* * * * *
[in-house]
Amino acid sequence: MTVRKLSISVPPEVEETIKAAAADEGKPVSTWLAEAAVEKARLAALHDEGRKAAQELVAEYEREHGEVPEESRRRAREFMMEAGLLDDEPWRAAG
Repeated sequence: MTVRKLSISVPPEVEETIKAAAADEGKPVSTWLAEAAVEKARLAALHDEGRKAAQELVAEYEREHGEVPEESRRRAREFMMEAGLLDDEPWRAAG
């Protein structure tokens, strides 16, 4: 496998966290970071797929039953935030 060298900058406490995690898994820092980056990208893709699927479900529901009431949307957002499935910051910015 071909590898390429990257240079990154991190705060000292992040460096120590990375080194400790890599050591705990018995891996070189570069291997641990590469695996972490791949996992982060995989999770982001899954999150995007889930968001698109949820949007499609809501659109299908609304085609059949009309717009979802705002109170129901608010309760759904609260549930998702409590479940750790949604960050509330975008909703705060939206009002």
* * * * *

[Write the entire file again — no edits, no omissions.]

[in-house]
Amino acid sequence: MTVRKLSISVPPEVEETIKAAAADEGKPVSTWLAEAAVEKARLAALHDEGRKAAQELVAEYEREHGEVPEESRRRAREFMMEAGLLDDEPWRAAG
Repeated sequence: MTVRKLSISVPPEVEETIKAAAADEGKPVSTWLAEAAVEKARLAALHDEGRKAAQELVAEYEREHGEVPEESRRRAREFMMEAGLLDDEPWRAAG
């Protein structure tokens, strides 16, 4: 496998966290970071797929039953935030 060298900058406490995690898994820092980056990208893709699927479900529901009431949307957002499935910051910015 071909590898390429990257240079990154991190705060000292992040460096120590990375080194400790890599050591705990018995891996070189570069291997641990590469695996972490791949996992982060995989999770982001899954999150995007889930968001698109949820949007499609809501659109299908609304085609059949009309717009979802705002109170129901608010309760759904609260549930998702409590479940750790949604960050509330975008909703705060939206009002």